So, you’ve found the home of your dreams. You’re finally ready to stop renting and start building toward your future. And after crunching the numbers, you determine that the monthly mortgage payments fall within your affordable range. However – before you go signing on the dotted line – there are a number of hidden expenses that many first-time homebuyers tend to overlook:
1. Home Inspection
It’s always a wise decision to have your home inspected prior to purchasing it. After all, this is likely the largest investment of your life. Paying a professional several hundred dollars to assess the property may save you from a hundred-thousand-dollar disaster down the road.
An important part of the process in obtaining a home mortgage is to have the property appraised by a professional. Residential real estate appraisals typically cost around $350 to $400.
3. Closing Costs
Unless you’ve mastered the art of negotiating and have talked the seller into paying for your closing costs, you’re going to have to come to the closing table with some cash. Typical closing costs can be anywhere from 2% to 4% of the mortgage loan amount.
4. Property Taxes and Homeowners Insurance
The mortgage company will want to ensure that the home is insured and that the property taxes are being paid. So unless you plan on putting more than 20% down, your lender will likely require you to have your taxes and insurance escrowed, which will significantly add to the monthly mortgage payment.
5. Moving Expenses
Another cost to consider is the transportation of your belongings. Depending on the amount of stuff you have, the distance traveled, and the level of help needed, such expenses can run you anywhere from a couple bucks to several thousand dollars.
6. Snow Removal
In the great state Minnesota, we all know how unpredictable Mother Nature can be. Waking up to a foot of snow in your driveway is never a pleasant way to start the day. However, you still have to get to work. So unless you’ve got a shovel and a really strong back, you’ll either have to purchase a snow blower clear it yourself, or pay someone else to do it.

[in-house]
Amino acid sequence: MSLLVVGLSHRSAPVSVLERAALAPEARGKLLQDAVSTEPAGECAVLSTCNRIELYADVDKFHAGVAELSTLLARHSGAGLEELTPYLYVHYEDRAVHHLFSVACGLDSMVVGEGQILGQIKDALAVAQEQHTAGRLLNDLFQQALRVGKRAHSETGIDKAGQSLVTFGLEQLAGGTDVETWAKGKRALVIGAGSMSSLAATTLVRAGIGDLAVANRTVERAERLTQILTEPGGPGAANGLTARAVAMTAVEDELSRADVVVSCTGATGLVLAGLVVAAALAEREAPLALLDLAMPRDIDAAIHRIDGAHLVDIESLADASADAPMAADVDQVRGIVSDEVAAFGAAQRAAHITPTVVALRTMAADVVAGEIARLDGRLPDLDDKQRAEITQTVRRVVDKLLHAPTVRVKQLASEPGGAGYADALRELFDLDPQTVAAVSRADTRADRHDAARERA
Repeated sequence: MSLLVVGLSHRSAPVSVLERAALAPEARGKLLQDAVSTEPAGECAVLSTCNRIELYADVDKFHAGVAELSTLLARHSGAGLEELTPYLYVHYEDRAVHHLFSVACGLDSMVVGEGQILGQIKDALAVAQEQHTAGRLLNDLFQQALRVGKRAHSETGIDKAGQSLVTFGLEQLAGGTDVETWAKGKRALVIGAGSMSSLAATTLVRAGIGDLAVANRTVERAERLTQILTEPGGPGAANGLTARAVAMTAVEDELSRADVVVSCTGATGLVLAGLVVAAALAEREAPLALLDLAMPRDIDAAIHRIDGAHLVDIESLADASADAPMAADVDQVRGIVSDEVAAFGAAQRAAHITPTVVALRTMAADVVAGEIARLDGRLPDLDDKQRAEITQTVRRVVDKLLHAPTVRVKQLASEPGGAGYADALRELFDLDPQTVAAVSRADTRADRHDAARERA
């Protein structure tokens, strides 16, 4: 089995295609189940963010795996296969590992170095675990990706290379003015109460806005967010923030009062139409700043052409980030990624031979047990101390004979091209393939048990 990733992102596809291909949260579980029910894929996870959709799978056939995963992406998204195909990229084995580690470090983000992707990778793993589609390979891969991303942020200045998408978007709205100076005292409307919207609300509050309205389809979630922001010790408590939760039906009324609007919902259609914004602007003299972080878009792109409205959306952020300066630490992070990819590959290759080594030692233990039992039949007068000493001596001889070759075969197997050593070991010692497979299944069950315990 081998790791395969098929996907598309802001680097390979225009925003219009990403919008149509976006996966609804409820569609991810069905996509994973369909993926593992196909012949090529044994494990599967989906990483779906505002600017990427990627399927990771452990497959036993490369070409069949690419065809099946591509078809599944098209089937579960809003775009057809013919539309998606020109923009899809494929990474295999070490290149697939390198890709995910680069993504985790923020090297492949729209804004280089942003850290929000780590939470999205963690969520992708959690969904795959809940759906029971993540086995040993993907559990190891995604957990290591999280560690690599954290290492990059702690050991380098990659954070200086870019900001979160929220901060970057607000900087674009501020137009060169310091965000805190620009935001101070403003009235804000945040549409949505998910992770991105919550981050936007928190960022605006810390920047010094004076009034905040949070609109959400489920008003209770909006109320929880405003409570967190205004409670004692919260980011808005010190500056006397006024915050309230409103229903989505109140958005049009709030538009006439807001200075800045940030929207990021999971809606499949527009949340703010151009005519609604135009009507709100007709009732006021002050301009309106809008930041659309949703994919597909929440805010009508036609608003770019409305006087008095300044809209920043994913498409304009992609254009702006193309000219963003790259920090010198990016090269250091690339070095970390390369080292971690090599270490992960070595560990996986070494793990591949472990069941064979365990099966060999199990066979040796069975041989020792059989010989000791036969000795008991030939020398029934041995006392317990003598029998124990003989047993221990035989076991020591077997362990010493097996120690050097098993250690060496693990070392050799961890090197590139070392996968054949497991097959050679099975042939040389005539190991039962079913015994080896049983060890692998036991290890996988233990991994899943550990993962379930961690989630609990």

7. Lawn Care
Unless your home is part of an association, another cost to consider is lawn care. Whether you’re a DIY’er or you prefer to pay someone else to do your dirty work, it’s your responsibility to ensure your property is maintained (mowing the lawn, raking leaves, cleaning gutters, trimming trees, etc.).
8. HOA and Condo fees
If you purchase a home that’s part of a Homeowners Association, you won’t be saddled with snow removal or lawn care. However, the conveniences that come with living in a HOA development usually come at a pretty hefty price. You’re likely to spend another two-hundred dollars or more each month for these luxuries as part of your HOA dues.
If you’re purchasing a new-construction home, you likely won’t have a lot to worry about initially. But if the home is somewhat older, it’s always a good idea to set aside a cash reserve for maintenance and repairs, such as replacing an old appliance or repairing the furnace. These types of emergencies usually seem to happen at the most inopportune times. So, having a plan in place can save you from major headaches down the road.
Depending on where you live now, your monthly utility bills will likely be much higher when you move into your own home. You may also have to account for additional bills, such as City water and sewer, as well as garbage/trash collection.